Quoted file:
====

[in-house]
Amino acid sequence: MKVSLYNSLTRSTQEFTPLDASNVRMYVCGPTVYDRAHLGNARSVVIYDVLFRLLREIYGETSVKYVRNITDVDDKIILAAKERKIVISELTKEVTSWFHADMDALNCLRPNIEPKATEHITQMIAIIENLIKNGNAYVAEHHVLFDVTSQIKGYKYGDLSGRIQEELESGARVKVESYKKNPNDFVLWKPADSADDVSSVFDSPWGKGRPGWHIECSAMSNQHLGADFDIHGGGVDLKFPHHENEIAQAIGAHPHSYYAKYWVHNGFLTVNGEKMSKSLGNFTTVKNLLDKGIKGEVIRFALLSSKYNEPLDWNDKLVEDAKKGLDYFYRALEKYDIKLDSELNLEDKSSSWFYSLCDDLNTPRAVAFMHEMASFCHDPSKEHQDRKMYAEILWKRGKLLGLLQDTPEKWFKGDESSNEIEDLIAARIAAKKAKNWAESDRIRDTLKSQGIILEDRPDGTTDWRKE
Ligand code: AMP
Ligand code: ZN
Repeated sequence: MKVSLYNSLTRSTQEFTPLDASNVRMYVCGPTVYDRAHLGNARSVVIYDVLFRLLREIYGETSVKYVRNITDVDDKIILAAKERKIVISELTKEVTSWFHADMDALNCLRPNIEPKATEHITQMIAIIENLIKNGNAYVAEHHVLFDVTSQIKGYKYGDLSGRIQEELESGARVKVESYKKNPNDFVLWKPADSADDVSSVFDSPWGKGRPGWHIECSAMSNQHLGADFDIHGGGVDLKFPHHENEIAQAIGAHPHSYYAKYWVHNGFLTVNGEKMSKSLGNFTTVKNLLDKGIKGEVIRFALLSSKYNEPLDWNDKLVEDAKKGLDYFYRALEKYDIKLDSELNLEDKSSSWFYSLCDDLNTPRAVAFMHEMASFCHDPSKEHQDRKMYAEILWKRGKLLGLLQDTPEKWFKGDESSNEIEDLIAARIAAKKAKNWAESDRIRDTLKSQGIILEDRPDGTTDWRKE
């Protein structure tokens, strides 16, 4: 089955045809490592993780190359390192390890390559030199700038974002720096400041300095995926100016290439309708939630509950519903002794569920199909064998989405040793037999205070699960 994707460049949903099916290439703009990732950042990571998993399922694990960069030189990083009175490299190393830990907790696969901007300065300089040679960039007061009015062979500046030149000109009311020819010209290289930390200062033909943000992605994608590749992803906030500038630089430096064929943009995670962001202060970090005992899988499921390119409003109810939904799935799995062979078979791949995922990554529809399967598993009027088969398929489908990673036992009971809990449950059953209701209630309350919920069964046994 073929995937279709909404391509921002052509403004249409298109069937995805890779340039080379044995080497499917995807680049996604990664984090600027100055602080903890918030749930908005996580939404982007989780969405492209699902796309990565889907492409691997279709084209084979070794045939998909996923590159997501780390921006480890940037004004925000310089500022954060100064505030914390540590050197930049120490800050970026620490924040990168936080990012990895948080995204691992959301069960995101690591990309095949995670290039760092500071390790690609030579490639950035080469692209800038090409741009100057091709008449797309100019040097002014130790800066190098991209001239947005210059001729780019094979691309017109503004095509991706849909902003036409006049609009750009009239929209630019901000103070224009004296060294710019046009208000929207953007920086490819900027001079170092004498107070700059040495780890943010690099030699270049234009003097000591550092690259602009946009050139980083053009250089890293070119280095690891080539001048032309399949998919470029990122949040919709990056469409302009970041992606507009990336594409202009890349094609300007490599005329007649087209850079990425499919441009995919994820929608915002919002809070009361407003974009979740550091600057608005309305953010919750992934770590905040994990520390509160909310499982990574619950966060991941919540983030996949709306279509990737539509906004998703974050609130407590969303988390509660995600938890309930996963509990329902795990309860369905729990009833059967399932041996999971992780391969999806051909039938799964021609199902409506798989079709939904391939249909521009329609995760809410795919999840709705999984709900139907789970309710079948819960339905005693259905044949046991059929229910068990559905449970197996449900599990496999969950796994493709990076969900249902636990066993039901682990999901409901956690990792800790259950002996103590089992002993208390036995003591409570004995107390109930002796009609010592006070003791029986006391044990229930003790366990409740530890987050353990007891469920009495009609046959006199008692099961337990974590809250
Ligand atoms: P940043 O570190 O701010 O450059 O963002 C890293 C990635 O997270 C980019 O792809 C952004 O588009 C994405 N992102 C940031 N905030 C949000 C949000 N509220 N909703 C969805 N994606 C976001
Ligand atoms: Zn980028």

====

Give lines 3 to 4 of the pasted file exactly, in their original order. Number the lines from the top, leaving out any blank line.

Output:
Ligand code: AMP
Ligand code: ZN